Notice that the order of the data file has been changed. It is now sorted by Gender, with males at the top of the file. Now, select Analyze/Correlation/Bivariate. The same variables and options you selected last time are still in the dialog box. Take a moment to check to see for yourself. Then, click Ok. The output follow broken down by males and females.
Correlations SEX = Male
a Descriptive Statistics


Mean 70.75 158.26

St d. Dev iation 2.58 18.64

N 57 57

a. SEX = Male

SEX = Female
a Descriptive Statistics


Mean 65.40 123.80

St d. Dev iation 2.56 13.37

N 35 35

a. SEX = Female

As before, our results replicate those in the text. The correlation between height and weight is stronger for males than females. Now lets see if we can create a more complicated scatterplot that illustrates the pattern of correlation for males and females on one graph. First, we need to turn off split file. Select Data/Split file from the Data Editor window. Then select Analyze all cases, do not compare groups and click Ok. Now, we can proceed. Scatterplots of Data by Subgroups Select Graphs/Legacy/Scatter. Then, select Simple and click Define.

To be consistent with the graph in the text book, select weight as the Y Axis and height as the X Axis. Then, select sex for Set Markers by. This means SPSS will distinguish the males dots from the female dots on the graph. Then, click Ok.

When your graph appears, you will see that the only way males and females are distinct from one another is by color. This distinction may not show up well, so lets edit the graph. Double click the graph to activate the Chart Editor. Then double click on one of the female dots on the plot. SPSS will highlight them. (I often have trouble with this. If it selects all the points, click again on a female one. That should do it.) Then click the Marker menu. Select Click on . theChart/Options circle under Marker Type and chose a Fill color. Then click Apply. Then click on the male dots, and select the open circle in Marker Type and click Apply. Then, close the dialog box. The resulting graph should look just like the one in the textbook. I would like to alter our graph to include the line of best fit for both groups. Under Elements, select Fit Line at Subgroups. Then select Linear and click Continue. (I had to select something else and then go back to Linear to highlight the Apply button.) The resulting graph follows. I think it looks pretty good.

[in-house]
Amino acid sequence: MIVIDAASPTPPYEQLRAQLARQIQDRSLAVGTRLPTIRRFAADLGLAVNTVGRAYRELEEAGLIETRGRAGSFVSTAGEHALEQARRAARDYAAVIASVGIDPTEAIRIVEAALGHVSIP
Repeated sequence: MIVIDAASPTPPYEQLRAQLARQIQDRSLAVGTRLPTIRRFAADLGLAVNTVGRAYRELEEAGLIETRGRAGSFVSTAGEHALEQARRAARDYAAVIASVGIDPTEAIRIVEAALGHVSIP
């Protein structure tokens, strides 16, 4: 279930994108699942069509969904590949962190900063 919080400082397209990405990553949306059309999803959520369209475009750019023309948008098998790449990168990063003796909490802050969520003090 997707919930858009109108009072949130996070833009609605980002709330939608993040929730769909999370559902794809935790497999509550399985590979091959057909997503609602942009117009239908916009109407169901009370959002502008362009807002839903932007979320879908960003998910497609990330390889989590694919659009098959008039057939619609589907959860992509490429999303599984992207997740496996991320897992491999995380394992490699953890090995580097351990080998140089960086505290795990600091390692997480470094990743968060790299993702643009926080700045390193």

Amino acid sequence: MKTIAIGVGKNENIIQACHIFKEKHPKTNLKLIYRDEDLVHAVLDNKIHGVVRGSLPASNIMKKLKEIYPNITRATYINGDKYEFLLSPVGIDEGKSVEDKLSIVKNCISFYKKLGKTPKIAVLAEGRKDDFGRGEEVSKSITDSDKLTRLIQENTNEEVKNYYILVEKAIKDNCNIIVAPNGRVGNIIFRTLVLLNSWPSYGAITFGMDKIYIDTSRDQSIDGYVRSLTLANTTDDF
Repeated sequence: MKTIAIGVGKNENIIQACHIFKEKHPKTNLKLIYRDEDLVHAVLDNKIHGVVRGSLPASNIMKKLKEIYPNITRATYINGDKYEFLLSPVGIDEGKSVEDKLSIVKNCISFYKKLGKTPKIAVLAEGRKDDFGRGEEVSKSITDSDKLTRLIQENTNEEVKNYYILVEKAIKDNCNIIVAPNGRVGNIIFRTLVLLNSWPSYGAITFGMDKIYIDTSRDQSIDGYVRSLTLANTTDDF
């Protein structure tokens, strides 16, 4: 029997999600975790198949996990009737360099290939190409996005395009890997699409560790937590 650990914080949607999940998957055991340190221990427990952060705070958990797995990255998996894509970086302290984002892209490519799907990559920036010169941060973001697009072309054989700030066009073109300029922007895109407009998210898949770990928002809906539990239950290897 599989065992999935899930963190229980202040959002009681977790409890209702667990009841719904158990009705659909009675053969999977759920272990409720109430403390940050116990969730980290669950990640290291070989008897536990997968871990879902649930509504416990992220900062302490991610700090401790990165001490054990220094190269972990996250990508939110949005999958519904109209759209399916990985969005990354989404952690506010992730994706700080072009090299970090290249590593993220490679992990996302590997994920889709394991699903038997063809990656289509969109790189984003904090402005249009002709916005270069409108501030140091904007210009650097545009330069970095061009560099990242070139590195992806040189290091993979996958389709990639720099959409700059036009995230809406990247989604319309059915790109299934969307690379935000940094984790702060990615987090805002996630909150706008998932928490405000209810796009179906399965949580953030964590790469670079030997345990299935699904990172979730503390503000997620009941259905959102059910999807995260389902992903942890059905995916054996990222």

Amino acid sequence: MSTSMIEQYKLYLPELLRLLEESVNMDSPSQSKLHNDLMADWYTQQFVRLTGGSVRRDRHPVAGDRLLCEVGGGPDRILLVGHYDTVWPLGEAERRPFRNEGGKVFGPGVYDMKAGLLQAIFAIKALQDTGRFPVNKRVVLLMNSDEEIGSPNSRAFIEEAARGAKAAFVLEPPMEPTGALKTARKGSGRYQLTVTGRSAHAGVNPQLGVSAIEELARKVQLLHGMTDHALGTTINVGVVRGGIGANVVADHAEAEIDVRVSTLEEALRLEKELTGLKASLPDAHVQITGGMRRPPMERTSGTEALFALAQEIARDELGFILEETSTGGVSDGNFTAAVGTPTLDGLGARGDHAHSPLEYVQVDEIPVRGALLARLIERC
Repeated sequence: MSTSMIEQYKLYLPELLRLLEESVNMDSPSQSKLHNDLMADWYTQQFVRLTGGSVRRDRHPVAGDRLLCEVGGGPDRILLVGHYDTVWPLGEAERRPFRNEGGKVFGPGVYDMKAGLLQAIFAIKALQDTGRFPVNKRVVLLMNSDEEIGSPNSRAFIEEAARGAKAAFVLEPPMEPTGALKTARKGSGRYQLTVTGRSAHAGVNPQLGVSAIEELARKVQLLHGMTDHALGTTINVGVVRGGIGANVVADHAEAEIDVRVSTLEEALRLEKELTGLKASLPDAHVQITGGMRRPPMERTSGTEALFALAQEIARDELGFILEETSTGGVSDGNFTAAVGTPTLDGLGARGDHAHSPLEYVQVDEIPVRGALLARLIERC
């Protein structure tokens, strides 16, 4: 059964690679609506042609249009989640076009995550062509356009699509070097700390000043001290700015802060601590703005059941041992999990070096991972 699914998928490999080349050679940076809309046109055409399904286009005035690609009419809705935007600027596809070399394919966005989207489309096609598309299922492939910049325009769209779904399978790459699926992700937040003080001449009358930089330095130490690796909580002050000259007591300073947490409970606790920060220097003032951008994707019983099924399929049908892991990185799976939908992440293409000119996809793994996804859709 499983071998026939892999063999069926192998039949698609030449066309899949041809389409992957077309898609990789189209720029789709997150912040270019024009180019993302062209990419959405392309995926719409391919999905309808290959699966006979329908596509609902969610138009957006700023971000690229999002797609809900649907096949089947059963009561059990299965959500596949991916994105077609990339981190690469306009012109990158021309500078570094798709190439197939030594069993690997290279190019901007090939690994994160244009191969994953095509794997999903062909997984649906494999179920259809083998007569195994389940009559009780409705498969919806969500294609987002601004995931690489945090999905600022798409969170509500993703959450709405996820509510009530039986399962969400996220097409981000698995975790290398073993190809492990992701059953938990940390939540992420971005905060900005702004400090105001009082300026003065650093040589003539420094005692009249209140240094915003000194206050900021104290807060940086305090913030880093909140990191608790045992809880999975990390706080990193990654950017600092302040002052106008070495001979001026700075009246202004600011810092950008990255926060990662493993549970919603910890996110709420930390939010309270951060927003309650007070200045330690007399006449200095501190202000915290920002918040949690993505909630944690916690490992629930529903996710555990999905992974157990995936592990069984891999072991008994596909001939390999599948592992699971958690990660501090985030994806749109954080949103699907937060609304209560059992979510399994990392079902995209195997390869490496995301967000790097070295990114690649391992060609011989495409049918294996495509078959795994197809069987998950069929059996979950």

Edit the graph to suit your style as you learned in Chapter 3 (e.g., add a title, change the axes titles and legend). This more complex scatterplot nicely illustrates the difference in the correlation between height and weight for males and females. Lets move on to a more complicated example. Overlay Scatterplots Another kind of scatterplot that might be useful is one that displays the association between different independent variables with the same dependant variable. Above, we compared the same correlation for different groups. This time, we want to compare different correlations. Lets use the course evaluation example from the text . It looks like expected grade is more strongly related to ratings of fairness of the exam than ratings of instructor knowledge is related to the exam. Id like to plot both correlations. I can reasonably plot them on the same graph since all of the questions were rated on the same scale. Open courseevaluation.sav. You do not need to save HeightWeight.sav since you did not change it. So click No.